Obama's team cranks up spending

The $70 million raised this summer by President Obama enabled his campaign to increase its staff and spend heavily, reaching out to voters by mail, phone and online, according to campaign finance records filed with the Federal Election Commission.

Obama and several of his Republican competitors submitted details Friday of their campaign fundraising and spending from July through September. The reports offer the latest insight into the health and operations of the presidential campaigns, including that of former Massachusetts Gov. Mitt Romney, who raised $14 million but spent cash at a faster rate this quarter compared with last.

In an email to supporters Thursday announcing Obama's fundraising take, campaign manager Jim Messina said staff grew by 50% — and the $4 million in payroll spending was in line with that.

The campaign's voter outreach methods — online marketing, telemarketing and print advertising — cost more than $8 million.

Between the campaign fund and the Democratic National Committee — for which Obama also raised money — the reelection effort has more than $75 million on hand.

The Obama campaign also disclosed a list of 351 bundlers — major fundraisers who collect donations from others — up more than 100 from the previous quarter. Among those on the top tier, bundlers who raised $500,000 or more, are film producer Harvey Weinstein and Steve Spinner, a former Department of Energy official who monitored a loan guarantee program that backed the now-bankrupt solar manufacturer Solyndra.

Obama's Republican opponents have not voluntarily disclosed their bundlers so far.

Having raised $32 million since he entered the race, Romney ended the quarter with $14.7 million cash on hand. His pace of spending has increased in the last three months, and overall he has spent 55% of the cash he has taken in since the campaign began.

"This quarter, we invested in the states to build the infrastructure for our grass-roots operations, including additional staff in early primary states, ballot access and voter ID," said Romney campaign spokeswoman Andrea Saul. "We are well-prepared to run a 50-state campaign."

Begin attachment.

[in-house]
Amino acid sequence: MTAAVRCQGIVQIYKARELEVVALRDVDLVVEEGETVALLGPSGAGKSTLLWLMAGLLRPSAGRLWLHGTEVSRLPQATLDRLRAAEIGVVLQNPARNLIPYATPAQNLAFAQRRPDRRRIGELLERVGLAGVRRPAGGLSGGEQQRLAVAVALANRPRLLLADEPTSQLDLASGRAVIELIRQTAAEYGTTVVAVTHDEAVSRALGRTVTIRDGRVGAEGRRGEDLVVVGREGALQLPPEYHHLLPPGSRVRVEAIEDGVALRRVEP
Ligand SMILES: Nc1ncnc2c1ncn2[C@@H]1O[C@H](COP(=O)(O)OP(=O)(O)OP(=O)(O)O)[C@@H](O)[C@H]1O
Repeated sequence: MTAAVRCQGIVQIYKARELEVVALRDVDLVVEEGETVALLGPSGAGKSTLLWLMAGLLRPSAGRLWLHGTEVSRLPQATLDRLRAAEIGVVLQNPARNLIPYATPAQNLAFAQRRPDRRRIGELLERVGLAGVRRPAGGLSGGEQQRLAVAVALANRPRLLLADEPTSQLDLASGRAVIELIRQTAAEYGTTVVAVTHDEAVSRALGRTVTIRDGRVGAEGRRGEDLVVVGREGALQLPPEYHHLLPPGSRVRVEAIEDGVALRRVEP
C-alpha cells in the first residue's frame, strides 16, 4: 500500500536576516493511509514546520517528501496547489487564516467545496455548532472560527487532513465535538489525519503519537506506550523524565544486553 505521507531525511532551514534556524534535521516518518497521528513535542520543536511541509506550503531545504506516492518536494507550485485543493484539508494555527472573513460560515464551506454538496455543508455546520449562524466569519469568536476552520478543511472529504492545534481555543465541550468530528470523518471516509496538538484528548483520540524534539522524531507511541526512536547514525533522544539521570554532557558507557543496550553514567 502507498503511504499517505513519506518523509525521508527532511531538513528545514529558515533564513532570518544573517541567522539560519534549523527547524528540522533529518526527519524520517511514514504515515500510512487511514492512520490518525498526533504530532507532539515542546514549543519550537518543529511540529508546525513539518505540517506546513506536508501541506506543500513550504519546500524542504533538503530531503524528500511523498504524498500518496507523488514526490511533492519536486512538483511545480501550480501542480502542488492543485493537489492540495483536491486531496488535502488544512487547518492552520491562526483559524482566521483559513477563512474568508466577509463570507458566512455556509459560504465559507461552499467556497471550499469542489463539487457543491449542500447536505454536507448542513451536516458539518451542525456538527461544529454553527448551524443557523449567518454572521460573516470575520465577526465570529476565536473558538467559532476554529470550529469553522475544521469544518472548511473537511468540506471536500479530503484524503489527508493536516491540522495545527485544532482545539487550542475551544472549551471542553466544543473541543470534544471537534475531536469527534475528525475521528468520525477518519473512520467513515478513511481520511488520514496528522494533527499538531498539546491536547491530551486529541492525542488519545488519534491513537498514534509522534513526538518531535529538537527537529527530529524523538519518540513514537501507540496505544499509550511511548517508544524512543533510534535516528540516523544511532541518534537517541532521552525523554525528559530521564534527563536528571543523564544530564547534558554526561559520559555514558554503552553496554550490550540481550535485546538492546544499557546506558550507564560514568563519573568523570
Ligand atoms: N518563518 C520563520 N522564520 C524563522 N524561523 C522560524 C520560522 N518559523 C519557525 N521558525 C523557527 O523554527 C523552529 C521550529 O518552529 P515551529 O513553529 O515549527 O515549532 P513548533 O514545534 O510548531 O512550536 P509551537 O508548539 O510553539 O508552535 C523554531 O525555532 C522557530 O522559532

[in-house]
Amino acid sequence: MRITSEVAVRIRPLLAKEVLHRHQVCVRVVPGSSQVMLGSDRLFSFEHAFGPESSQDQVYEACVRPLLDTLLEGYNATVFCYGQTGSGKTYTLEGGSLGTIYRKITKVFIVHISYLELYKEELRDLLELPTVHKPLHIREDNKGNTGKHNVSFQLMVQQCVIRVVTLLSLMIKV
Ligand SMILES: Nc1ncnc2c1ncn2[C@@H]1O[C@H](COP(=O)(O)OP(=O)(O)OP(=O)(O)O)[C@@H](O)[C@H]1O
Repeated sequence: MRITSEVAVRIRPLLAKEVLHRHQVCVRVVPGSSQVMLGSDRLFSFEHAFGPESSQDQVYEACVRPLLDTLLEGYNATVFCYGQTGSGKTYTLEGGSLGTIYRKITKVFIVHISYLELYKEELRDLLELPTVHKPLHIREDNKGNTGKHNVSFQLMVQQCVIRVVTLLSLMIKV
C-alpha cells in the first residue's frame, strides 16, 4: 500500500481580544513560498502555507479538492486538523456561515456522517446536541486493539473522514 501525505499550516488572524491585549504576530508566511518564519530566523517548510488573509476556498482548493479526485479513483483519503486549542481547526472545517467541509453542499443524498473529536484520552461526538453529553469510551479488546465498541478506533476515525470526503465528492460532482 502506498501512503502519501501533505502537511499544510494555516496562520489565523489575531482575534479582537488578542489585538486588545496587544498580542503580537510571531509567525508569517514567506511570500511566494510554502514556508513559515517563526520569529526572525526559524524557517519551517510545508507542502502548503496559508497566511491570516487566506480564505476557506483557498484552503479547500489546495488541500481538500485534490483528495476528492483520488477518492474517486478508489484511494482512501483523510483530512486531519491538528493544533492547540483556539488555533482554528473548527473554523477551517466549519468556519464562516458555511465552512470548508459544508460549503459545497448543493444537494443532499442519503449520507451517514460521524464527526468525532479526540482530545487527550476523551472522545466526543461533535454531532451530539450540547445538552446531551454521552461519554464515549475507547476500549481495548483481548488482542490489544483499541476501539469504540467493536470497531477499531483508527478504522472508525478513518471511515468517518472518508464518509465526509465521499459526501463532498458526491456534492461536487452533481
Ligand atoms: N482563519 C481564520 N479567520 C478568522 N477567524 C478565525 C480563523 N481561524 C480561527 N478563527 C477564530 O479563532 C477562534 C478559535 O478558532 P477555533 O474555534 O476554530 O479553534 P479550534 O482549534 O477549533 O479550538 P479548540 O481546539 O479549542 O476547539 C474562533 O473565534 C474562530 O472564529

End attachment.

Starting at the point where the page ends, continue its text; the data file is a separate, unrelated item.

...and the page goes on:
"It takes money to raise it," Saul added.

Fundraising consulting was, in fact, the second-highest expense of the Romney campaign. SJZ LLC, a consulting firm founded by the campaign's national finance chairman, Spencer Zwick, was paid $2.2 million during the quarter.

The campaign's top expense was $2.7 million for direct mail.

Former Utah Gov. Jon Huntsman Jr. ended the quarter with $327,000 cash on hand and $890,000 in debt. Huntsman raised $4.51 million, nearly half of which he personally lent his campaign.

The filings also offer a last glimpse of Tim Pawlenty's extinguished presidential run. The former Minnesota governor took in $850,000 and spent $2.2 million for the quarter, but ended his campaign Aug. 14 after a lackluster showing in the Ames Straw Poll in Iowa. He registered about $450,000 in campaign debt.

Other presidential candidates have not yet submitted their FEC filings, which are due Saturday, but many have disclosed their quarterly take. Texas Gov. Rick Perry announced that he raised $17 million in the first two months of his campaign, and Rep. Michele Bachmann of Minnesota said her campaign took in $4 million.


Times staff writers Doug Smith and Maloy Moore in Los Angeles and Seema Mehta in Sioux City, Iowa, contributed to this report.

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